Manny Ramirez: Why Would the Oakland Athletics or Any Team Sign Him?
Every now and then something happens in the sports world that just leaves me shaking my head in wonder. Today I am wondering why any Major League Baseball team would give Manny Ramirez another chance.
Why? Why would any team sign him? That was the first thought I had after realizing I had the correct player in mind.
As a true-blue Dodgers fan it doesn't really affect me in any way if a team signs Ramirez, but after the way he let my team down, and the lack of productivity he had in Tampa Bay last season—1-17 (.059) in five games—I was flabbergasted to see that any team would have interest in him.
Well, that and the fact he has been suspended by MLB twice now for violating baseball's drug policy.
In the ESPN.com story it says:
Oakland recently sent representatives to Florida to observe workouts by Ramirez, who retired from the Tampa Bay Rays last season rather than serve a 100-game suspension. For Ramirez, this could become a chance to help repair his reputation and serve as a positive clubhouse influence on a young team—that's what the Oakland brass hopes, anyway.
I had to reread the second sentence in that paragraph to be sure I had read it correctly. A chance for Ramirez to be a 'positive' clubhouse influence?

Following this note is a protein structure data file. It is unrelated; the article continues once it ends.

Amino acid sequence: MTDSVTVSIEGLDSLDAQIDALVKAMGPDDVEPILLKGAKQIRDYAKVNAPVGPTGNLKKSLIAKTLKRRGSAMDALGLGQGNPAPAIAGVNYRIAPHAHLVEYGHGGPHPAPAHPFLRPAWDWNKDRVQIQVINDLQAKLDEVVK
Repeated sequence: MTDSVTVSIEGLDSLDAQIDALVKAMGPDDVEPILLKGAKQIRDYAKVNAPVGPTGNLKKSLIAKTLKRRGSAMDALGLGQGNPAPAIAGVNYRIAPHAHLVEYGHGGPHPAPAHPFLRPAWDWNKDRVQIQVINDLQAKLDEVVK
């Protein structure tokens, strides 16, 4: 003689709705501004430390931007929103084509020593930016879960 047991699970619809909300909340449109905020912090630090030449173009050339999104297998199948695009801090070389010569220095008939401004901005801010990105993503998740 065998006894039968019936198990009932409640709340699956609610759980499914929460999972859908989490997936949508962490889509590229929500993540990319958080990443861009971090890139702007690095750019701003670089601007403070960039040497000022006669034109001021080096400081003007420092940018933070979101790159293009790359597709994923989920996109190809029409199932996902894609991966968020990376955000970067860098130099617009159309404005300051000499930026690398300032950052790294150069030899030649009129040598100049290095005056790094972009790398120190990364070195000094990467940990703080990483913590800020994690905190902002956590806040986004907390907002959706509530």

Did I read that right? I mean really, Ramirez has never been a positive clubhouse influence for younger players, there is a reason for the popular phrase, "That is Manny being Manny."
Should the Oakland Athletics or any team sign Manny Ramirez?
If I was the owner of an MLB team, the last person I would want in my clubhouse with a chance to influence my younger players is someone who has been suspended twice for violating baseball's drug policy.
Even if he was capable of hitting 40 home runs this season (which I really doubt he could) I wouldn't want him on my team, it just isn't worth taking the chance that he will do something to embarrass the team, and MLB again.
If you look at his time as a member of the Dodgers one thing is pretty clear. Before he was suspended he was very productive at the plate, and helped the Dodgers win a lot of games, and made it exciting to go to a game at Dodger Stadium in the process.
But after his suspension? Well, he wasn't very productive at the plate, and was more of a nuisance to have on the team than it was worth.
As far as home runs? Well he hasn't had the power to hit many of those since his first suspension, and since leaving the Dodgers he has hit exactly one home run.
With all his suspensions and issues Ramirez has now had almost two seasons away from baseball, and I doubt he will be able to hit many home runs for any team now. And even if there are no rainouts, the first game Ramirez would be eligible to play is June 2 at Kansas City.
So my suggestion for A's fans? Call and write your GM and owner and tell them to wise up and not sign Ramirez. He isn't worth taking the chance on at any price.
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